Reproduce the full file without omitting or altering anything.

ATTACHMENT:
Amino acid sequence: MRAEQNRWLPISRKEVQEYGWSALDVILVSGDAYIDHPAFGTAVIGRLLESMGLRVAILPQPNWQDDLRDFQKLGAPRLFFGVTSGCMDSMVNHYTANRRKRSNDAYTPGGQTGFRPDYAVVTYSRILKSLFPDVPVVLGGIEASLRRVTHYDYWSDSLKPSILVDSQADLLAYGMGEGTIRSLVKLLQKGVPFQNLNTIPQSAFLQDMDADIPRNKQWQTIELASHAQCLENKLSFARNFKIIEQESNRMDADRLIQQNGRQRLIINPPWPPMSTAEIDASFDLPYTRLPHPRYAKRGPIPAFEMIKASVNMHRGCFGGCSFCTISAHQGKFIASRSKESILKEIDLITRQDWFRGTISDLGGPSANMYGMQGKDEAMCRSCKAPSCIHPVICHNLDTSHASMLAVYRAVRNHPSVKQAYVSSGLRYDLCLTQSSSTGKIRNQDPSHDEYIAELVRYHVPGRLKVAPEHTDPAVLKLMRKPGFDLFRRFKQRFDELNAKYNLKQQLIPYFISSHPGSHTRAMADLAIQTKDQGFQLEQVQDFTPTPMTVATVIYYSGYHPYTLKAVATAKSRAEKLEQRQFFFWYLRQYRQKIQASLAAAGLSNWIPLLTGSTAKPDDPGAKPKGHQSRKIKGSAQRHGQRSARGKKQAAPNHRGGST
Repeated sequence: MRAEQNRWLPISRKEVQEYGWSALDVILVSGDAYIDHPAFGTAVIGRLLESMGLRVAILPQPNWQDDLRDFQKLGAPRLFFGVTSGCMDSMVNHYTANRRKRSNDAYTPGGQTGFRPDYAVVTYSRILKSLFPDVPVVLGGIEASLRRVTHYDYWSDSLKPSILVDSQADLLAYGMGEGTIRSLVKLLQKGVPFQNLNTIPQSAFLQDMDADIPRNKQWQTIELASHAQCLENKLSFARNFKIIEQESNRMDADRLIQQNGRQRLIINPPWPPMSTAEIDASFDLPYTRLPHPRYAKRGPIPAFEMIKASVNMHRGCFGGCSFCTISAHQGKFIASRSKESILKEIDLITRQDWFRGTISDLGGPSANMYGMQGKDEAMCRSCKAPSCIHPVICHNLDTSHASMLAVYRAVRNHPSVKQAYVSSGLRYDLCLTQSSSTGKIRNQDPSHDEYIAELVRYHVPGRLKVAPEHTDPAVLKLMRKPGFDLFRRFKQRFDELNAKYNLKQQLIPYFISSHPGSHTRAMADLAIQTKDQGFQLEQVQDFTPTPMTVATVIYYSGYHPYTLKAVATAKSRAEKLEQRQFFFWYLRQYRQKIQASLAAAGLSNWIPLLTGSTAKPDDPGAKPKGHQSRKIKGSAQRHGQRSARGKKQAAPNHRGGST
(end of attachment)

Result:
Amino acid sequence: MRAEQNRWLPISRKEVQEYGWSALDVILVSGDAYIDHPAFGTAVIGRLLESMGLRVAILPQPNWQDDLRDFQKLGAPRLFFGVTSGCMDSMVNHYTANRRKRSNDAYTPGGQTGFRPDYAVVTYSRILKSLFPDVPVVLGGIEASLRRVTHYDYWSDSLKPSILVDSQADLLAYGMGEGTIRSLVKLLQKGVPFQNLNTIPQSAFLQDMDADIPRNKQWQTIELASHAQCLENKLSFARNFKIIEQESNRMDADRLIQQNGRQRLIINPPWPPMSTAEIDASFDLPYTRLPHPRYAKRGPIPAFEMIKASVNMHRGCFGGCSFCTISAHQGKFIASRSKESILKEIDLITRQDWFRGTISDLGGPSANMYGMQGKDEAMCRSCKAPSCIHPVICHNLDTSHASMLAVYRAVRNHPSVKQAYVSSGLRYDLCLTQSSSTGKIRNQDPSHDEYIAELVRYHVPGRLKVAPEHTDPAVLKLMRKPGFDLFRRFKQRFDELNAKYNLKQQLIPYFISSHPGSHTRAMADLAIQTKDQGFQLEQVQDFTPTPMTVATVIYYSGYHPYTLKAVATAKSRAEKLEQRQFFFWYLRQYRQKIQASLAAAGLSNWIPLLTGSTAKPDDPGAKPKGHQSRKIKGSAQRHGQRSARGKKQAAPNHRGGST
Repeated sequence: MRAEQNRWLPISRKEVQEYGWSALDVILVSGDAYIDHPAFGTAVIGRLLESMGLRVAILPQPNWQDDLRDFQKLGAPRLFFGVTSGCMDSMVNHYTANRRKRSNDAYTPGGQTGFRPDYAVVTYSRILKSLFPDVPVVLGGIEASLRRVTHYDYWSDSLKPSILVDSQADLLAYGMGEGTIRSLVKLLQKGVPFQNLNTIPQSAFLQDMDADIPRNKQWQTIELASHAQCLENKLSFARNFKIIEQESNRMDADRLIQQNGRQRLIINPPWPPMSTAEIDASFDLPYTRLPHPRYAKRGPIPAFEMIKASVNMHRGCFGGCSFCTISAHQGKFIASRSKESILKEIDLITRQDWFRGTISDLGGPSANMYGMQGKDEAMCRSCKAPSCIHPVICHNLDTSHASMLAVYRAVRNHPSVKQAYVSSGLRYDLCLTQSSSTGKIRNQDPSHDEYIAELVRYHVPGRLKVAPEHTDPAVLKLMRKPGFDLFRRFKQRFDELNAKYNLKQQLIPYFISSHPGSHTRAMADLAIQTKDQGFQLEQVQDFTPTPMTVATVIYYSGYHPYTLKAVATAKSRAEKLEQRQFFFWYLRQYRQKIQASLAAAGLSNWIPLLTGSTAKPDDPGAKPKGHQSRKIKGSAQRHGQRSARGKKQAAPNHRGGST